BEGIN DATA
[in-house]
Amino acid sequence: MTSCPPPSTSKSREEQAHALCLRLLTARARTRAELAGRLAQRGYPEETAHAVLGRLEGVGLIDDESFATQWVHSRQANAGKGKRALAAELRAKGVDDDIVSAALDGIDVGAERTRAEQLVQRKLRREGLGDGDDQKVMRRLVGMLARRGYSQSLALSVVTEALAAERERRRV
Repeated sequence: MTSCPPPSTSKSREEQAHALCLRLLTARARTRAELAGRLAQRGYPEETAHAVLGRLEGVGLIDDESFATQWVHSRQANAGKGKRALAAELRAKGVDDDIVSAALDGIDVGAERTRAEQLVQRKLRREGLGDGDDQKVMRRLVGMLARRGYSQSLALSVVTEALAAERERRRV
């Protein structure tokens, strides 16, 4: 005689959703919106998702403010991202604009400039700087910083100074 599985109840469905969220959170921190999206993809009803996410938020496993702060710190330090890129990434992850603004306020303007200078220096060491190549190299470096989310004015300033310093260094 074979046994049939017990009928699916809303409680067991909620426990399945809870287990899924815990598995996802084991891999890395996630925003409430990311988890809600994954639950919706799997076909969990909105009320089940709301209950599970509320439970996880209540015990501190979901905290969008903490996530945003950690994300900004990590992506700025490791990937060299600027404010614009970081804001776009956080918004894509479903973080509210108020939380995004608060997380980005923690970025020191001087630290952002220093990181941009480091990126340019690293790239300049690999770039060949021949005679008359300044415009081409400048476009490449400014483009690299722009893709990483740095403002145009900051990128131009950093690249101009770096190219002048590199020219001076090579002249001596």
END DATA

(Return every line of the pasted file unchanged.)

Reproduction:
[in-house]
Amino acid sequence: MTSCPPPSTSKSREEQAHALCLRLLTARARTRAELAGRLAQRGYPEETAHAVLGRLEGVGLIDDESFATQWVHSRQANAGKGKRALAAELRAKGVDDDIVSAALDGIDVGAERTRAEQLVQRKLRREGLGDGDDQKVMRRLVGMLARRGYSQSLALSVVTEALAAERERRRV
Repeated sequence: MTSCPPPSTSKSREEQAHALCLRLLTARARTRAELAGRLAQRGYPEETAHAVLGRLEGVGLIDDESFATQWVHSRQANAGKGKRALAAELRAKGVDDDIVSAALDGIDVGAERTRAEQLVQRKLRREGLGDGDDQKVMRRLVGMLARRGYSQSLALSVVTEALAAERERRRV
């Protein structure tokens, strides 16, 4: 005689959703919106998702403010991202604009400039700087910083100074 599985109840469905969220959170921190999206993809009803996410938020496993702060710190330090890129990434992850603004306020303007200078220096060491190549190299470096989310004015300033310093260094 074979046994049939017990009928699916809303409680067991909620426990399945809870287990899924815990598995996802084991891999890395996630925003409430990311988890809600994954639950919706799997076909969990909105009320089940709301209950599970509320439970996880209540015990501190979901905290969008903490996530945003950690994300900004990590992506700025490791990937060299600027404010614009970081804001776009956080918004894509479903973080509210108020939380995004608060997380980005923690970025020191001087630290952002220093990181941009480091990126340019690293790239300049690999770039060949021949005679008359300044415009081409400048476009490449400014483009690299722009893709990483740095403002145009900051990128131009950093690249101009770096190219002048590199020219001076090579002249001596």